Are employers really having a tough time finding people to hire in this economy? The New York Times claimed that last month, and the Journal did it Monday.

As Yves Smith says, “The subtext of the piece, however, is that a major culprit is that workers are being too fussy and are not willing to accept what is on offer:” And Kevin Drum finds some holes in the story:

Here’s what the Journal says:

In Bloomington, Ill., machine shop Mechanical Devices can’t find the workers it needs to handle a sharp jump in business. Job fairs run by airline Emirates attract fewer applicants in the U.S. than in other countries. Truck-stop operator Pilot Flying J says job postings don’t elicit many more applicants than they did when the unemployment rate was below 5%.

And Drum:

Sounds puzzling. Unless you read the rest of the story. The truck stop job, it turns out, pays minimum wage. The airline job requires you to move to Dubai. And the machine shop company pays only $13/hour but requires people with very specific skills. When they set up a ten-week training course of their own, they got plenty of applicants and 16 out of 24 graduated. But apparently we’ve gotten to the point where blue collar employers are barely willing to invest even ten weeks in training new workers for high-skill entry level positions.

Pay a decent wage, get some workers. Not too hard to figure out.

The New Republic’s Jonathan Cohn has a very smart piece on how “public employees are the new welfare queens.”

But ask yourself the same question you should have been asking then: To what extent is the problem that the retirement benefits for unionized public sector workers have become too generous? And to what extent is the problem that retirement benefits for everybody else have become too stingy?

I would suggest it’s more the latter than the former. The promise of stable retirement—one not overly dependent on the ups and downs of the stock market—used to be part of the social contract. If you got an education and worked a steady job, then you got to live out the rest of your life comfortably. You might not be rich, but you wouldn’t be poor, either.

Unions, whatever their flaws, have delivered on that for their members.

Government workers are disproportionately represented by unions, who help get them decent wages and benefits. Hardly any private workers are unionized anymore:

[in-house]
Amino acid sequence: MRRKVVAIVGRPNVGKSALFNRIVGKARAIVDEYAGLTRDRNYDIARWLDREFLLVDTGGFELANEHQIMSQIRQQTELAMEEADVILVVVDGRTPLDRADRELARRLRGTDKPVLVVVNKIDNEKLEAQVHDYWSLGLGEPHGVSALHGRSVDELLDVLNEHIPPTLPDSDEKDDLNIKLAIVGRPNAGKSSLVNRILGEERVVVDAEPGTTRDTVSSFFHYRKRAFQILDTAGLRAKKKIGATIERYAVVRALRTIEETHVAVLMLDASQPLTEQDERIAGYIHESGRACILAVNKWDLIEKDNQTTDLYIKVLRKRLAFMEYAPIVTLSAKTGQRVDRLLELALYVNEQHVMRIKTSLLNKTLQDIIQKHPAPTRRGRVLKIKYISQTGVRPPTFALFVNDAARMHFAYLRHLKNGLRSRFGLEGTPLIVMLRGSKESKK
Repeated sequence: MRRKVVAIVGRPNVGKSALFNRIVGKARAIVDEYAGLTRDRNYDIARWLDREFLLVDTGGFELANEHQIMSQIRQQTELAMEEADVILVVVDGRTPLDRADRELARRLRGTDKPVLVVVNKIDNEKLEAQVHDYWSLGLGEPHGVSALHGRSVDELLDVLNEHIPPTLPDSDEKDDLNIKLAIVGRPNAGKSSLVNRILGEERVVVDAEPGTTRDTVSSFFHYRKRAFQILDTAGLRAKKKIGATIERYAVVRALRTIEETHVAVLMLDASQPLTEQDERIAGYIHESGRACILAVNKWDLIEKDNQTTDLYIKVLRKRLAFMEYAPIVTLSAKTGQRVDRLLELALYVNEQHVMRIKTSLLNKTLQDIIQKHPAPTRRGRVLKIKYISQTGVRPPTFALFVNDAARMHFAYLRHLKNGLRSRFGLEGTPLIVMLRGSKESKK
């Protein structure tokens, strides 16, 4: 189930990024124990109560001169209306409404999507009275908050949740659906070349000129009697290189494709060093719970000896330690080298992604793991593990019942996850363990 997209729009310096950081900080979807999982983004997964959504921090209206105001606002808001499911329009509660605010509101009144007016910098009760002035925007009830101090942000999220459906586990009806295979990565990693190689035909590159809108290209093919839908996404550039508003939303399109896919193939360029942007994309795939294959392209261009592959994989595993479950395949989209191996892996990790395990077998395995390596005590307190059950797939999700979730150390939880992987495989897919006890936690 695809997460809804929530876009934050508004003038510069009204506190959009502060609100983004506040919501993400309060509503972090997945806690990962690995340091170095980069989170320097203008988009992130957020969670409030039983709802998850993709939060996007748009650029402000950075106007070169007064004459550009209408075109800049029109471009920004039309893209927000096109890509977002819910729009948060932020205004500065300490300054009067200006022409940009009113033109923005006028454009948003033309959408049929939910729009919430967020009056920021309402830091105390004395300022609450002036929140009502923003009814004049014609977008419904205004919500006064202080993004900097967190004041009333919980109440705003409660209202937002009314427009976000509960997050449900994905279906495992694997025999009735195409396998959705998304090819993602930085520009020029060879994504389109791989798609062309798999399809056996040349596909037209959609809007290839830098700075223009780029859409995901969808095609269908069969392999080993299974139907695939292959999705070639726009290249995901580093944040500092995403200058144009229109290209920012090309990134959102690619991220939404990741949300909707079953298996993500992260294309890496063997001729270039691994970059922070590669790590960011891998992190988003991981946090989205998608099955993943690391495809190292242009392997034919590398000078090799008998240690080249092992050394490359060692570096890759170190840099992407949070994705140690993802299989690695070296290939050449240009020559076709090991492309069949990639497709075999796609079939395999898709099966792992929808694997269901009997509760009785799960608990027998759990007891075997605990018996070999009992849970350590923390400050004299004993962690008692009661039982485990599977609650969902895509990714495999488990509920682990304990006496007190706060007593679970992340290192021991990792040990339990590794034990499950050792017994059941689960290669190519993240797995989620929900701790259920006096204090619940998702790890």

Unions represent around 37 percent of public sector workers, compared to 7 percent of private sector workers. Note that one of the few exceptions to the public-private compensation differential seems to be unionized industrial laborers, like the auto workers…

That’s not to say that lots government pay and benefits don’t need reforming. Does society really need to have NYPD cops, say, retiring at 41 years old with half their salary?

Uh, no, boss.

The Wall Street Journal has a good scoop story (UPDATE: Bloomberg had this story first and the Journal should have credited it) on a dispute between the SEC’s commissioners over how tough to get on clawing back fraudulently gained compensation:

Commissioner Luis Aguilar, a Democrat, has threatened not to vote on cases where he thinks the agency is too lax, people familiar with the matter said. That prompted the SEC to review its policies for the intermittently used enforcement tool.

“The SEC ought to use all the tools at its disposal to try to seek funds for deterrence,” Mr. Aguilar said in an interview on Tuesday. “It’s important for us to the extent possible to try to deter, and part of that means using tools Congress has given us.”

Aguilar, like the rest of the country, sounds fed up.

In a speech in May, Mr. Aguilar took up the issue of executive pay in the context of the SEC’s lawsuit against Bank of America Corp. for failing to disclose to shareholders the size of bonuses paid to Merrill Lynch executives. The bank agreed to pay $150 million to settle the matter.

Mr. Aguilar said that penalty “pales” in comparison to the $5.8 billion in bonuses paid during the merger.

“Perhaps what should happen is that, when a corporation pays a penalty, the money should be required to come out of the budget and bonuses for the people or group who were the most responsible,” he said.

If you'd like to help CJR and win a chance at one of 10 free print subscriptions, take a brief survey for us here.

Ryan Chittum is a former Wall Street Journal reporter, and deputy editor of The Audit, CJR's business section. If you see notable business journalism, give him a heads-up at rc2538@columbia.edu. Follow him on Twitter at @ryanchittum.